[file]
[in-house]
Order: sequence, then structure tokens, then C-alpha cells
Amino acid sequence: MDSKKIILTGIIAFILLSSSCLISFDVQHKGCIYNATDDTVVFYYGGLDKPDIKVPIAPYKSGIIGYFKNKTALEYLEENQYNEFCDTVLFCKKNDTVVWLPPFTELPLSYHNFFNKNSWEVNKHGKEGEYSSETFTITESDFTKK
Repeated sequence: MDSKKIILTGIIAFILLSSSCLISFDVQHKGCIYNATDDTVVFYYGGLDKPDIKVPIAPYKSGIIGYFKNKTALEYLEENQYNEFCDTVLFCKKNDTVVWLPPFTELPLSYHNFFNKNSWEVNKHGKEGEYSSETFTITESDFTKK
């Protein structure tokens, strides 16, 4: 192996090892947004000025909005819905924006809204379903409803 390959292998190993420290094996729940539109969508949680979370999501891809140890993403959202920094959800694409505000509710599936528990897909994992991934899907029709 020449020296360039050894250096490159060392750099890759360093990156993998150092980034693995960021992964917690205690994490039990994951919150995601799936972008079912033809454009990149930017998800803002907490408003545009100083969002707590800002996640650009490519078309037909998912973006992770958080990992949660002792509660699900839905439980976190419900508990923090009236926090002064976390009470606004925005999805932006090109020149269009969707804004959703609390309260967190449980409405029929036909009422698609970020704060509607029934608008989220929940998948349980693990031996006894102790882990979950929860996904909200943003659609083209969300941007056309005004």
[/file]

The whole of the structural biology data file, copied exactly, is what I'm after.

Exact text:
[in-house]
Order: sequence, then structure tokens, then C-alpha cells
Amino acid sequence: MDSKKIILTGIIAFILLSSSCLISFDVQHKGCIYNATDDTVVFYYGGLDKPDIKVPIAPYKSGIIGYFKNKTALEYLEENQYNEFCDTVLFCKKNDTVVWLPPFTELPLSYHNFFNKNSWEVNKHGKEGEYSSETFTITESDFTKK
Repeated sequence: MDSKKIILTGIIAFILLSSSCLISFDVQHKGCIYNATDDTVVFYYGGLDKPDIKVPIAPYKSGIIGYFKNKTALEYLEENQYNEFCDTVLFCKKNDTVVWLPPFTELPLSYHNFFNKNSWEVNKHGKEGEYSSETFTITESDFTKK
């Protein structure tokens, strides 16, 4: 192996090892947004000025909005819905924006809204379903409803 390959292998190993420290094996729940539109969508949680979370999501891809140890993403959202920094959800694409505000509710599936528990897909994992991934899907029709 020449020296360039050894250096490159060392750099890759360093990156993998150092980034693995960021992964917690205690994490039990994951919150995601799936972008079912033809454009990149930017998800803002907490408003545009100083969002707590800002996640650009490519078309037909998912973006992770958080990992949660002792509660699900839905439980976190419900508990923090009236926090002064976390009470606004925005999805932006090109020149269009969707804004959703609390309260967190449980409405029929036909009422698609970020704060509607029934608008989220929940998948349980693990031996006894102790882990979950929860996904909200943003659609083209969300941007056309005004």